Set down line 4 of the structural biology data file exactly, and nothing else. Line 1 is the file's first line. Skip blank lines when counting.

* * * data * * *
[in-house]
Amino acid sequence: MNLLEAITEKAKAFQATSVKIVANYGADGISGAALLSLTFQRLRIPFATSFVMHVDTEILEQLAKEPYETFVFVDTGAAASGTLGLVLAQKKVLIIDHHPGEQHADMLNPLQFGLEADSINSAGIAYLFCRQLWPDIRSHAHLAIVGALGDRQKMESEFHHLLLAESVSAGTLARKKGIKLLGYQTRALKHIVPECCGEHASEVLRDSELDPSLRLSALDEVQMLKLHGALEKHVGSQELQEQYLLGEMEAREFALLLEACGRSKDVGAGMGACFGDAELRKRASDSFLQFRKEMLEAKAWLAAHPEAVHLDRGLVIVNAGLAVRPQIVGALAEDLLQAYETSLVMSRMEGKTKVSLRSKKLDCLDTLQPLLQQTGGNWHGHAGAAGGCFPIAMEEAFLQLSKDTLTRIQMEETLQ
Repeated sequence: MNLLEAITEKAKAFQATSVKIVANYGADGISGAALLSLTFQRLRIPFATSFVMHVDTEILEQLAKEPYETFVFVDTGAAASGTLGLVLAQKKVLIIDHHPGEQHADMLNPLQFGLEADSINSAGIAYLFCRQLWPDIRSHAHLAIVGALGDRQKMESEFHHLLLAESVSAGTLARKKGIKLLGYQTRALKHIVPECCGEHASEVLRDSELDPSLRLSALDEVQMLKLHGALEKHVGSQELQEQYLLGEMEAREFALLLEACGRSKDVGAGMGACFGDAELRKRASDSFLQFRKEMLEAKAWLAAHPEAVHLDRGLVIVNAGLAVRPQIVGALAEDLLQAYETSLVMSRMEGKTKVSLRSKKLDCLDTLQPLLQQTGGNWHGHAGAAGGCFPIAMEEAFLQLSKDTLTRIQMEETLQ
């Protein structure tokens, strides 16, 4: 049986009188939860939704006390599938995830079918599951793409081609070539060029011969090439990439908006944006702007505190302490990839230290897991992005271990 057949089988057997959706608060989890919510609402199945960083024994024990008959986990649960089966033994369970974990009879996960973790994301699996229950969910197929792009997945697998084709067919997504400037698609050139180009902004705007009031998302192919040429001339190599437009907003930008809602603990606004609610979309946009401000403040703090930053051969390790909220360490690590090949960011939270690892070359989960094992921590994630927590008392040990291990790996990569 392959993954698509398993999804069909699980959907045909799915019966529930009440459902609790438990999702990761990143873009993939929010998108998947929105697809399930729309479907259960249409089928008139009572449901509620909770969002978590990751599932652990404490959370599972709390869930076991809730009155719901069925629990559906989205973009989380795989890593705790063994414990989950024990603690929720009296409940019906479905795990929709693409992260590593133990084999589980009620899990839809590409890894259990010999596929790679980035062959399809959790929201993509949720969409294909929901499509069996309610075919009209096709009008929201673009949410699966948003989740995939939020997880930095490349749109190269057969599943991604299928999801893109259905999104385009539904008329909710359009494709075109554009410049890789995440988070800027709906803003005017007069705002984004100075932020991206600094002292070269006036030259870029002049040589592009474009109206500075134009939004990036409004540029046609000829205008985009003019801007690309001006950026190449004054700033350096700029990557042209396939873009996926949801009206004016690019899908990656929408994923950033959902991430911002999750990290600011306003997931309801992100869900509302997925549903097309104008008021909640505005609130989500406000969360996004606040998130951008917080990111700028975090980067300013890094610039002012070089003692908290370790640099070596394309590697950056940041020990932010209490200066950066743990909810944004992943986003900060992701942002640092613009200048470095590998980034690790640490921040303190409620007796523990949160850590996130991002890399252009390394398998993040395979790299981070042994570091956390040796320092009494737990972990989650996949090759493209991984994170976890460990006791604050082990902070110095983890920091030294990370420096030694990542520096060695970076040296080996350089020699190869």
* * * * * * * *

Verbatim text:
């Protein structure tokens, strides 16, 4: 049986009188939860939704006390599938995830079918599951793409081609070539060029011969090439990439908006944006702007505190302490990839230290897991992005271990 057949089988057997959706608060989890919510609402199945960083024994024990008959986990649960089966033994369970974990009879996960973790994301699996229950969910197929792009997945697998084709067919997504400037698609050139180009902004705007009031998302192919040429001339190599437009907003930008809602603990606004609610979309946009401000403040703090930053051969390790909220360490690590090949960011939270690892070359989960094992921590994630927590008392040990291990790996990569 392959993954698509398993999804069909699980959907045909799915019966529930009440459902609790438990999702990761990143873009993939929010998108998947929105697809399930729309479907259960249409089928008139009572449901509620909770969002978590990751599932652990404490959370599972709390869930076991809730009155719901069925629990559906989205973009989380795989890593705790063994414990989950024990603690929720009296409940019906479905795990929709693409992260590593133990084999589980009620899990839809590409890894259990010999596929790679980035062959399809959790929201993509949720969409294909929901499509069996309610075919009209096709009008929201673009949410699966948003989740995939939020997880930095490349749109190269057969599943991604299928999801893109259905999104385009539904008329909710359009494709075109554009410049890789995440988070800027709906803003005017007069705002984004100075932020991206600094002292070269006036030259870029002049040589592009474009109206500075134009939004990036409004540029046609000829205008985009003019801007690309001006950026190449004054700033350096700029990557042209396939873009996926949801009206004016690019899908990656929408994923950033959902991430911002999750990290600011306003997931309801992100869900509302997925549903097309104008008021909640505005609130989500406000969360996004606040998130951008917080990111700028975090980067300013890094610039002012070089003692908290370790640099070596394309590697950056940041020990932010209490200066950066743990909810944004992943986003900060992701942002640092613009200048470095590998980034690790640490921040303190409620007796523990949160850590996130991002890399252009390394398998993040395979790299981070042994570091956390040796320092009494737990972990989650996949090759493209991984994170976890460990006791604050082990902070110095983890920091030294990370420096030694990542520096060695970076040296080996350089020699190869």